Anyway, WP is great for Blogs --- until you have to maintain the website.

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But an editor doesn't really care if it's hard for you to develop feature x or how often you have to patch the cms

because of security issues...

It's those kind of editors with that kind of attitude who usually end up with things like wp.

And I don't agree with you because if you explain it to them then you give them a choice.

It is them who are going to pay for the patches, repairs and down time. If they don't care

about that l wouldn't like to be part of it.

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We as Developers need to really believe in the web tools that we are using, otherwise what is the point?  In my humble opinion, making a business or technical case for using ProcessWire is just too easy.

Partially disagree. Our top priority is making the user feel as little friction, ever, in their workflow. It doesn't mean they shouldn't adapt sometimes, but still, be extra attentive to their problems. This is an opportunity to learn how to make PW (or your implementations) better.

As a community of devs, we need the users to ask for it and love it. I don't want no customer complaining to their contacts how I forced a crappy solution on them — I want them to talk about how awesome their new website is and how the never need to call me cause WP or whatever else is acting up again!

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First, Thank You for your comments. No problem with disagreeing, however my point is that if a developer is using ProcessWire as a solution, they should have confidence in and knowledge of the product.

Maybe what I don't fully understand is, if you are a professional Solution Provider, I would sincerely hope that you aren't ever providing crappy solutions.  This would be the case regardless of what software you are developing with.  That is a situation where the skill of the developer determines the outcome.  It's never crappy software that's to blame, it's always a lack of focus that leads to a crappy implementation.

In my humble opinion (and remember this is my opinion), ProcessWire as a tool for developing websites has more to offer (on a technical basis) a client than Wordpress. You have more control over the front-end and back-end development processes.   You have an enormous variety of field types that can be customized. With ProcessWire, the limitations are few and the benefits are many.

Yes, Wordpress is more popular and will most likely always be that way.  I appreciate Wordpress' status and pedigree.  I believe they have much to offer just not at the technical level that ProcessWire does.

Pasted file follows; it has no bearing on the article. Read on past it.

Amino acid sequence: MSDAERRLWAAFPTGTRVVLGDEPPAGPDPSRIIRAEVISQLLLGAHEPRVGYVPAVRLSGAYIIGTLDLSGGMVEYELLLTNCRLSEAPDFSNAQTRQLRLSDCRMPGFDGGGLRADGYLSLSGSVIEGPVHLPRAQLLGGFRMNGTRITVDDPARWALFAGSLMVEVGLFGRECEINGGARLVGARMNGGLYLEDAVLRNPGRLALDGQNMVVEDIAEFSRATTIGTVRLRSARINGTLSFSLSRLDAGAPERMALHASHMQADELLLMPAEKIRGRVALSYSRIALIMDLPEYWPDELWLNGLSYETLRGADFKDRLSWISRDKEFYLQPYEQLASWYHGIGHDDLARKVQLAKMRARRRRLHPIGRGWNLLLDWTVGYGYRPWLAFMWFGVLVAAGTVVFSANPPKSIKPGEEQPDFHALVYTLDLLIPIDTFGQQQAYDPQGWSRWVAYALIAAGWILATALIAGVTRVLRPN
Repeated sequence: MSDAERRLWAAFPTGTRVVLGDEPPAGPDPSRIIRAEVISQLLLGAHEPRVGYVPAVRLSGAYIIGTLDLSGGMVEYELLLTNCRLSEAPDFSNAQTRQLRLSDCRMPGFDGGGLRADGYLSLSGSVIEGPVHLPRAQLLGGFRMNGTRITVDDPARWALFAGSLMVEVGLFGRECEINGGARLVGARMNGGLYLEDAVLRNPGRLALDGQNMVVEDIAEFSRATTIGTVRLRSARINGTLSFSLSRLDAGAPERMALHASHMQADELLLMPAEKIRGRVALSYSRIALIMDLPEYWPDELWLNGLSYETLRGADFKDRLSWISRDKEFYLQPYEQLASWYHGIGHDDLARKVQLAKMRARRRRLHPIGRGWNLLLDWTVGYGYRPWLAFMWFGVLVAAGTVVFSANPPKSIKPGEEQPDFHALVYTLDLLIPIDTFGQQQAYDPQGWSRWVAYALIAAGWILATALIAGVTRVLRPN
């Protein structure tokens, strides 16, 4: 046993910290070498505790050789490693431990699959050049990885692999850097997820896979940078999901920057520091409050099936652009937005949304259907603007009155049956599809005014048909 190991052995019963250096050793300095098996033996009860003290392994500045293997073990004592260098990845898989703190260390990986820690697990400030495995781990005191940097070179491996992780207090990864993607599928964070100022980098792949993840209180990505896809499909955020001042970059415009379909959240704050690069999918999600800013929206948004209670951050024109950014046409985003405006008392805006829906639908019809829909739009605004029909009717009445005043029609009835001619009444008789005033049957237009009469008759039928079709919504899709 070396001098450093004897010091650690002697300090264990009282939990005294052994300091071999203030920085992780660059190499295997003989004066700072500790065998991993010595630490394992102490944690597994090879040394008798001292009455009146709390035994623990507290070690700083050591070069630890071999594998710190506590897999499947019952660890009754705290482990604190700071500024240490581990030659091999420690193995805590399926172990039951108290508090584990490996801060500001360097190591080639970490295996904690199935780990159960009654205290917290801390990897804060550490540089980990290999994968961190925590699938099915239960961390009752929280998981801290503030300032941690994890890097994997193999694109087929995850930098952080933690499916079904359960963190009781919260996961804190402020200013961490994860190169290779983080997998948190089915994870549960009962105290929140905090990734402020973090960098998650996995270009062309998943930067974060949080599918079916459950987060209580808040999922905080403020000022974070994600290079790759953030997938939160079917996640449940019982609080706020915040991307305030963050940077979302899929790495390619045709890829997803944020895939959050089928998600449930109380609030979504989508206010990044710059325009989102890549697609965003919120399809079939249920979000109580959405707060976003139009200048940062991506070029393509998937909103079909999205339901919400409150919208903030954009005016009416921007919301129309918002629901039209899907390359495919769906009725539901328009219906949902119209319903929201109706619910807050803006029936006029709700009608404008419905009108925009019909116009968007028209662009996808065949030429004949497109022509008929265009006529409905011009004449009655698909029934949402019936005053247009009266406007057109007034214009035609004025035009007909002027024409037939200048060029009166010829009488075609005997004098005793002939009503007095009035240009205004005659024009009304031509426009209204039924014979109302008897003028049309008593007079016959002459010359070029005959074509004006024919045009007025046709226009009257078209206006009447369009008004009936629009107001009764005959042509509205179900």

Serious web development (once again in my humble opinion) should be about creating workable solutions for your clients.  We discuss the requirement with our clients and end up giving them a solidly built self-maintainable website.  They only get the good website (in their opinion) when we listen, appreciate and respond to their needs.  You are right, they are the final say in whether it works for them.

Thanks again for giving me your perspective. I agree with many things you say.  This forum has people from all over the world, with a variety of skill-sets and opinions.  For me, that is a good and healthy situation. I honestly believe we are all here working with the ProcessWire project because this tool is unique and fun to work with.

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cstevensjr, don't worry I was merely playing devil's advocate. :) I do believe PW is a great solution, even from a user's standpoint, and I think it's adaptable to a great deal of situations! Just gotta keep the user in mind. :)

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Just an update on this: I met up with the client's team for some training and it went really well. They seemed to enjoy learning ProcessWire, picked it up really fast, and I think everybody understands that it's just a bit of an unusual situation that led to WordPress being replaced in this case. On top of that, the main WordPress user is a really nice guy, was pretty open to learning more, and seemed impressed with ProcessWire. On top of that, apparently he'll be leaving his role soon anyway.

I did add some candy to the deal with a few new features that they noticed right away, and they told me they appreciated the way the site is set up.

In sum: I really appreciate the tips, everybody.